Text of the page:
Categorized | Columnists, In My Mind's I

Final Hanukkah card stirs memories

Posted on 05 December 2018 by admin

It is the middle of Hanukkah, and in memory of a dear friend who passed away earlier this year (and if you didn’t know her, I feel sorry for you), I’m going to share some of her words. I saved the card she sent me last year at this time, because we both suspected this would be her last one…
Natalie Lewis started out by writing “I read your column ‘The Simplicity of Hanukkah’s Past.’ So — when did Hanukkah change from Boubby’s day of pennies?” She was already well into her 90s then, and began her own story of the holiday’s memories for me:
“What do I remember about my childhood Hanukkah? We did not have a menorah; we lit the candles — they were orange — on a tin lid from a coffee can. My mother made latkes. My grandmother gave me some coins — gelt — and I said ‘Oh! I can put these in the Blue Box.’ That was a big deal for me.” (Again: I hope you know what a Blue Box was — and still is. If you don’t, ask any member of Hadassah, which was Natalie’s most favorite organization.)
Then she continued: “I grew up, married, had a family and my mother-in-law gave us a menorah, which I still use. My young friends began talking about ‘a gift each night,’ and we fell for it. My mother and dad started sending gelt for the kids, my aunts sent gelt, so there was always more than enough for the eight nights. As the kids grew older, I started ‘Christmas Clubs’ at the bank. This was easy, and on Hanukkah, everyone received a big check. Then the banks discontinued the clubs, so I had a new challenge.
“Now I make sure I have Hanukkah cards and stamps — oh, this is a big deal. The adults get gift cards. I write checks for the grandchildren and call it gelt. Could I do it over again — why not a special story, or doing a mitzvah? But we cannot turn the clock back, can we? When the children were little, I dressed them in their red PJs and my husband set up the movie camera — that was such a big deal, with all the cords and bulbs — and then we sent the movies to my parents, and my mother said she cried when she saw them lighting the candles. So maybe we did something right after all…who knows?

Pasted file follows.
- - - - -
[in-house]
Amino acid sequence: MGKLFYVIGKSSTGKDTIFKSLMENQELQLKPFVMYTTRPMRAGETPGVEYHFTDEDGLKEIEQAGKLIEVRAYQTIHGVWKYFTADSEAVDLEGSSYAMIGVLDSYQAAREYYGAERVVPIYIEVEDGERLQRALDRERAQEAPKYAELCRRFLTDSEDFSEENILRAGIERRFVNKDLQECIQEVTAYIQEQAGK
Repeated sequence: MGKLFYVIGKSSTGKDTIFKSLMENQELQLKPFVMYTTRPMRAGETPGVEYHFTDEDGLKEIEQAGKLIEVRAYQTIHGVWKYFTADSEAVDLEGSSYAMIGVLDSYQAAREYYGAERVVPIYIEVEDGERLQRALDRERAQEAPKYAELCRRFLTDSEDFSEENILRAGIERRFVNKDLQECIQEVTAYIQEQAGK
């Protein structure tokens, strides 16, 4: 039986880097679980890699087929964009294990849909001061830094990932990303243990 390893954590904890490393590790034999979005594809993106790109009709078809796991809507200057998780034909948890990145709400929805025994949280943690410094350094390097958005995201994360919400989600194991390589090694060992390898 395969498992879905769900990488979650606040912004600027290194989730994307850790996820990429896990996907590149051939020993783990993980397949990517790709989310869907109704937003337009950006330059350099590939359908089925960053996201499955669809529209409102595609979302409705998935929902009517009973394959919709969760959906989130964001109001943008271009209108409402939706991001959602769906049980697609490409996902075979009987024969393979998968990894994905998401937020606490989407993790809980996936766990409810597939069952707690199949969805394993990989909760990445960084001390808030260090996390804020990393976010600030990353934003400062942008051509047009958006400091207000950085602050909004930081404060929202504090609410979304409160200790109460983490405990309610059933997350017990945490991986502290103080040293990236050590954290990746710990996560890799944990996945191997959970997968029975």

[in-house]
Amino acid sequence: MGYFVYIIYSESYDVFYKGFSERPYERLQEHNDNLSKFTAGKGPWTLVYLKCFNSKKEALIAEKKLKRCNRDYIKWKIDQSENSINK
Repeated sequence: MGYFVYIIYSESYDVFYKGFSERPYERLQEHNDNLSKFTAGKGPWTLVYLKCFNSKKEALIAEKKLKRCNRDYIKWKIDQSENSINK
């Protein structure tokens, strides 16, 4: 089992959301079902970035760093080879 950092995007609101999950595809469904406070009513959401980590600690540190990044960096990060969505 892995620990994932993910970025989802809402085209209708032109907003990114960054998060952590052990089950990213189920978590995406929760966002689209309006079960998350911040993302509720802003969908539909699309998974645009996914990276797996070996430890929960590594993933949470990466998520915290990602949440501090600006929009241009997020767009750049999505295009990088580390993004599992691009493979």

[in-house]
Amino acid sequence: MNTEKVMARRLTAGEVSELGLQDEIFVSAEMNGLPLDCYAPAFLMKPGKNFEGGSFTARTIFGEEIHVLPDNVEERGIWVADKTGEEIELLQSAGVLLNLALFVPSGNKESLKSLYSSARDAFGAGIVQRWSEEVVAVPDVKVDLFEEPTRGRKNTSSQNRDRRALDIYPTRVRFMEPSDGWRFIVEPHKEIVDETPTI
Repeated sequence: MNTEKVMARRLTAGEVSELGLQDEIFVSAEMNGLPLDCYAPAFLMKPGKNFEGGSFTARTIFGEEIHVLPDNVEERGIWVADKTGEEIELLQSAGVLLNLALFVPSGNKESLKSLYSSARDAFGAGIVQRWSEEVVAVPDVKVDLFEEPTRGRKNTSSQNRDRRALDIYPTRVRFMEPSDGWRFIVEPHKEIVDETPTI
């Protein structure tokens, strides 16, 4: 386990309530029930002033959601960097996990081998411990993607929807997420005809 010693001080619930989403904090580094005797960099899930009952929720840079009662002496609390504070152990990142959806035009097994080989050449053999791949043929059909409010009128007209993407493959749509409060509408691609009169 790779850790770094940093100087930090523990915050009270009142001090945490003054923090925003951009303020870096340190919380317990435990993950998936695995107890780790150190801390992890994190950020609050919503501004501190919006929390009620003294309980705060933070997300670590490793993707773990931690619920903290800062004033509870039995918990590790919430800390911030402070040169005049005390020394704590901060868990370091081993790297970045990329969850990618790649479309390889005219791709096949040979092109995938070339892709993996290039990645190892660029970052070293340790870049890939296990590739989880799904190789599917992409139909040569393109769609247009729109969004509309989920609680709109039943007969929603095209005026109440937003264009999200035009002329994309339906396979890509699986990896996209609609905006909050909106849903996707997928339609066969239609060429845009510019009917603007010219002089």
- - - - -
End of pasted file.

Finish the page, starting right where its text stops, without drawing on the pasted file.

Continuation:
“There have been many stories told about Hanukkah in the past,” Natalie continued. “Someone wrote about an uncle coming with a handful of quarters, and all the children would stand in line to get theirs, and as the family grew, he needed more quarters. And Margaret Smith (who also passed away last year — and if you didn’t know her either, I feel sorry for you again) told me she gave the children dollar bills for each candle — one for the first candle and two for the second, until they got eight dollars for the last candle.
“But the candle lighting is the best. Watch the small children’s eyes and faces as they catch the candles burning — and the old grandma who watches the candles and says ‘Look how beautiful they burn’ …
“I got a good box this year,” she said. And she ended with “So, let us see what next Hanukkah will bring.”
Well, of course we know. The holiday has come back, as it always does, every year, but it couldn’t bring Natalie back with it. However, I will never forget her and her menorah, which I helped her pack as she prepared to move from Dallas. I will have that memory always, and will save this card, her last words to me on Hanukkah, to read them over again as I light my own candles every year that I have left for me to do so. In that way, I will honor her while giving a special Hanukkah gift to myself.

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